“The listening and viewing public have been at the core of the concerns of the Broadcasting Authority of Ireland (BAI) since its inception and the audience will remain key stakeholders for the Authority in the years to come”. That’s according to Bob Collins, Chairperson of the BAI, speaking at today’s launch of the BAI’s Strategy Statement at an event in the Authority’s headquarters that was attended by the Minister for Communications, Energy and Natural Resources, Pat Rabbitte TD.
“We are launching the new Strategy Statement at a time when broadcasters and the role they play in public discourse in Ireland is the focus of particular attention. This is a debate that can and must continue as it has been the enduring standpoint of public policy and of the law that broadcasting plays an important role in enabling citizens and in supporting democracy,” Mr. Collins said.
“I particularly want to welcome Minister Rabbitte to this event and I know that, despite all the other demands on his time, broadcasting is an area that he is particularly interested in and I have no doubt that he will continue to make valuable contributions to the ongoing debate on these issues.
“It would be misleading to suggest that the Strategy Statement marks some sort of radical departure for the BAI. Rather, it seeks to build on the previous strategy and marks the next steps in the BAI’s evolution as a regulator.
“Recent years have seen enormous change in Ireland’s broadcasting sector. There has been a dramatic rise in the levels of external television content – as opposed to Irish-made content – available to audiences. There has also been a significant change in the ways in which people access content.
“Against the background of that rapidly changing media environment, the key challenge for the BAI is to remain relevant as a broadcasting regulator. In what ways can we achieve this? Crucially, by keeping ourselves informed and through partnerships with other organisations.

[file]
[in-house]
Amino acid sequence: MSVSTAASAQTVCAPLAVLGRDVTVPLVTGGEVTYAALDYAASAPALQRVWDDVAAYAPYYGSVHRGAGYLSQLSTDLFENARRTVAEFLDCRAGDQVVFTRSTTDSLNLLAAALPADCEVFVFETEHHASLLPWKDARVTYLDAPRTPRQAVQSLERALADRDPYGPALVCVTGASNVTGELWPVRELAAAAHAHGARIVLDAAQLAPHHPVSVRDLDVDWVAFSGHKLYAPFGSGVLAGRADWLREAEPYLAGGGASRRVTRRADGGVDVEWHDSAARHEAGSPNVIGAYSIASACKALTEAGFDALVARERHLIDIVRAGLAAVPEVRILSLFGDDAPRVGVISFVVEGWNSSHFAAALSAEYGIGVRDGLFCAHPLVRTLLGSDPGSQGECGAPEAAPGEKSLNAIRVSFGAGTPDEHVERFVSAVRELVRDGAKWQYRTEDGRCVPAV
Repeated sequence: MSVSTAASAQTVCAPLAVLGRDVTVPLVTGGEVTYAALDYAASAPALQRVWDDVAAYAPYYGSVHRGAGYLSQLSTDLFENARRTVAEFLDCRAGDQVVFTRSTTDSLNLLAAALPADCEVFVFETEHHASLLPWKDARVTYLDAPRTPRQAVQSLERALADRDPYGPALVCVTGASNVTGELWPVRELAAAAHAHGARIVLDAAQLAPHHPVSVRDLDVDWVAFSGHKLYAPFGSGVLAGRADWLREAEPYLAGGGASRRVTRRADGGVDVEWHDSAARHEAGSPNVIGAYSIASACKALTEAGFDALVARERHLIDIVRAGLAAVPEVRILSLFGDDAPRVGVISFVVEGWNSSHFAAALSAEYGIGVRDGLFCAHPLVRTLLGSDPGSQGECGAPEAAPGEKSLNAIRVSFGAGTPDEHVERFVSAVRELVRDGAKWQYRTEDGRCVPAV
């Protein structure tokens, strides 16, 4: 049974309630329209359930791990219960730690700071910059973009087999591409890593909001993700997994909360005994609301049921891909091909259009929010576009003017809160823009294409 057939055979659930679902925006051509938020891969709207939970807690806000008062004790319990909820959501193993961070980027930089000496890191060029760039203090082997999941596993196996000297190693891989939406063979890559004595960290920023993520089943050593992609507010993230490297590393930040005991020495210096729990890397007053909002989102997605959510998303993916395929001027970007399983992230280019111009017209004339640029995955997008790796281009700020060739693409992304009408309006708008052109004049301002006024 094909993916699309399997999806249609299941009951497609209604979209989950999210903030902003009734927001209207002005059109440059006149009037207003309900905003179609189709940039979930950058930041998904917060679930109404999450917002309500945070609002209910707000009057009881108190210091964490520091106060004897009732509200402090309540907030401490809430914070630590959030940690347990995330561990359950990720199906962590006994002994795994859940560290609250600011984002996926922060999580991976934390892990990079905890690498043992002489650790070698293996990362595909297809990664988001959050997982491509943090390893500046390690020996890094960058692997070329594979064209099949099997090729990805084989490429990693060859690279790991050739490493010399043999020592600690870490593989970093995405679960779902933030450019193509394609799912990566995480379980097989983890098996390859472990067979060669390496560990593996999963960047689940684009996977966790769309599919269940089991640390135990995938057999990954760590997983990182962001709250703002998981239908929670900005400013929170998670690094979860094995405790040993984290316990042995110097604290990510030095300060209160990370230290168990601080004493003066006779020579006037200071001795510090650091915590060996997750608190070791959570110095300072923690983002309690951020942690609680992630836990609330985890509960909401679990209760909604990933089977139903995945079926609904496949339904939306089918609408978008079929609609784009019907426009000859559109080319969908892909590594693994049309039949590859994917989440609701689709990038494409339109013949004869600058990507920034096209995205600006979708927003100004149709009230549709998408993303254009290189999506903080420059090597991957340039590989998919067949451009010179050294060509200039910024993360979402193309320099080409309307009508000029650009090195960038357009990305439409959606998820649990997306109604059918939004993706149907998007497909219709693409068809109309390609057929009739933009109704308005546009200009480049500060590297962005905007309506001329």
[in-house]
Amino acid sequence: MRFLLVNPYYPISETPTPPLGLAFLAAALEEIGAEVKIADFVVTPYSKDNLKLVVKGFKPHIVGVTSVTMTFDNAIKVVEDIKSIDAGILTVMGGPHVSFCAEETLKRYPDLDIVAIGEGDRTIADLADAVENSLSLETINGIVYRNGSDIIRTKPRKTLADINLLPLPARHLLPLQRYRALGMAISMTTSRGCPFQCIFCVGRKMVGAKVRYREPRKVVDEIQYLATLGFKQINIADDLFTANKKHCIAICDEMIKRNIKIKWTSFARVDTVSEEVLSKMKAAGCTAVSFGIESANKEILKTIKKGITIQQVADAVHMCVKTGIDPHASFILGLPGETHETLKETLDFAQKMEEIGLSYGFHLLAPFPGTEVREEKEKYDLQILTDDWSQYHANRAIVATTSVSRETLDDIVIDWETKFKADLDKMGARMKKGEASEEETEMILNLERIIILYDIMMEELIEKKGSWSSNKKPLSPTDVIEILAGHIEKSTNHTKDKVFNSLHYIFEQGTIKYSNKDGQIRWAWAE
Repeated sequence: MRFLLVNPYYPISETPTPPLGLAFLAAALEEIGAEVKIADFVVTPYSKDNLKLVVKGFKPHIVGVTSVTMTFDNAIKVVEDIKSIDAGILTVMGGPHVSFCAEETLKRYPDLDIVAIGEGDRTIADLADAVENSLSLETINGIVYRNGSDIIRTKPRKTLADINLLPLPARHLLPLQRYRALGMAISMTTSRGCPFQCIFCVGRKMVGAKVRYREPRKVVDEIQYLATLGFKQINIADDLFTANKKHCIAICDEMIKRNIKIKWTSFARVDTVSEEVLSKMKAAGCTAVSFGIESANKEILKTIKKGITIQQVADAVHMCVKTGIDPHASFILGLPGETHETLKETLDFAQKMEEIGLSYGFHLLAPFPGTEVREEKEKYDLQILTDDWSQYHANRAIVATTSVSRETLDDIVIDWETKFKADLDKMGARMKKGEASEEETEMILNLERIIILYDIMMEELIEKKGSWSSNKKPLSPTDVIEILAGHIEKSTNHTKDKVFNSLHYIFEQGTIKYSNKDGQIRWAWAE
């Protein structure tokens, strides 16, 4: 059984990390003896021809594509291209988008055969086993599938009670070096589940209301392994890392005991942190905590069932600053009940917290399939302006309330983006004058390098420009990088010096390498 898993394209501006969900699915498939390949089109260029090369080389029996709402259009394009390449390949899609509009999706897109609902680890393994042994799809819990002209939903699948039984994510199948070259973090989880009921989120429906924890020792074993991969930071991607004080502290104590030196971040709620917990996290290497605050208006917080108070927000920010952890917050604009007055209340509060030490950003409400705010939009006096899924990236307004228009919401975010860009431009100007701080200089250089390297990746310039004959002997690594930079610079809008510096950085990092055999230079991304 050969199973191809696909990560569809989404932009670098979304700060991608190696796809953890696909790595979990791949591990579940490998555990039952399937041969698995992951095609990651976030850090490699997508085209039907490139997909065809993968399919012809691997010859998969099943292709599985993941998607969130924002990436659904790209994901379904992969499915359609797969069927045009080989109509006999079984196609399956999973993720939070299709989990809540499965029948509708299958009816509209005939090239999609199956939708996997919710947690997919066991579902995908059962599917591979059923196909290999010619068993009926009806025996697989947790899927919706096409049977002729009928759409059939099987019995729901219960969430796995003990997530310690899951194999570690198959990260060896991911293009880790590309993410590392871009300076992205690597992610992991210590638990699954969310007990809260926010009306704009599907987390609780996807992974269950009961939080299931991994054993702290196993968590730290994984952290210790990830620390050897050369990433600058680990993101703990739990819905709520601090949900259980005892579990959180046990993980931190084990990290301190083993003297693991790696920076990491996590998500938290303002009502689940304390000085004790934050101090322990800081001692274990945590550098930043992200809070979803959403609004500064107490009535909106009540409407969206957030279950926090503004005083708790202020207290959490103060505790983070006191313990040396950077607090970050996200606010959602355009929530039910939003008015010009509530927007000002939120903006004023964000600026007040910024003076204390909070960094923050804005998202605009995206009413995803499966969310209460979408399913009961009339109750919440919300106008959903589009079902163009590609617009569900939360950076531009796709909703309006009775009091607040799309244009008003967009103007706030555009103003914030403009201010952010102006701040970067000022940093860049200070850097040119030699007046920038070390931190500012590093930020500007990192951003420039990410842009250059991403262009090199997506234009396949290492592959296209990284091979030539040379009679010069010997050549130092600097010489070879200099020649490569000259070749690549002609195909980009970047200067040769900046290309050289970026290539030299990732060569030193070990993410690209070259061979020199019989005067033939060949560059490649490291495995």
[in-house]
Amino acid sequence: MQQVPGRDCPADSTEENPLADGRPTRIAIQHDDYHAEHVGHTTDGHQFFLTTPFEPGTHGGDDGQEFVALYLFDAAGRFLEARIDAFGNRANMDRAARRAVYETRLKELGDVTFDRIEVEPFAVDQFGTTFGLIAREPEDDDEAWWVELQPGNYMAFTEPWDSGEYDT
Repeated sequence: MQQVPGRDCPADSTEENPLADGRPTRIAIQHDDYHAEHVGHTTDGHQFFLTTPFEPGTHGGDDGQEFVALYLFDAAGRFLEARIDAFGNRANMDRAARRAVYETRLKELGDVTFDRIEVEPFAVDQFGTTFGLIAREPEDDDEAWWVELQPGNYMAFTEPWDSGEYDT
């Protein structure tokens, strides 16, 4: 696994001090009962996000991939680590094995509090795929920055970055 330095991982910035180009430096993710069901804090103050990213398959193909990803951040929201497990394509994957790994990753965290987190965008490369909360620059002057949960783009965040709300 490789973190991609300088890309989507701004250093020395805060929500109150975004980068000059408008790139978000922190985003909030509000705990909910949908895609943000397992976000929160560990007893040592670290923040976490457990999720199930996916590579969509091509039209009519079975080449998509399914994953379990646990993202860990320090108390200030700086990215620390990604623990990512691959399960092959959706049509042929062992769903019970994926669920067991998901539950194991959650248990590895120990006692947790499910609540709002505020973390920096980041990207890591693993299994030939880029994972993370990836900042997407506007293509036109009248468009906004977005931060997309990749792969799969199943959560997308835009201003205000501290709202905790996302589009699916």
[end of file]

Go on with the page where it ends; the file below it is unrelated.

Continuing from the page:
“The three-year workplan is a key document for the organisation as it gives practical effect to the goals and objectives expressed in the Strategy and it enables the BAI and stakeholders to track progress and to be held to account in terms of the programme of work delivery.
“A very significant body of work has been achieved by the BAI in the first four years of its existence. 2013 was a particularly busy year and one of significant achievement for the Authority. It was the final year covered by the BAI’s first strategy document and many projects were drawn to a successful conclusion. Most notable among these were the five-year review of funding for public service broadcasters; the introduction of a new Code of Fairness, Objectivity and Impartiality in News and Current Affairs; the revision of the General and Children’s Commercial Communications Codes; and the introduction of the new Archiving Scheme.
“However, there is no room for complacency. The BAI must ensure that the fundamental interests and entitlements of the viewers and listeners are protected at all times. Working with broadcasters, we must also ensure that broadcasting properly reflects the nature and composition of our society and that the voices of those who are currently often under-represented, including women, are heard.
“The BAI must track and keep pace with change and position ourselves to be capable of maintaining our role as a guarantor of a diverse and vibrant broadcasting sector, whatever form that may take over the coming years.”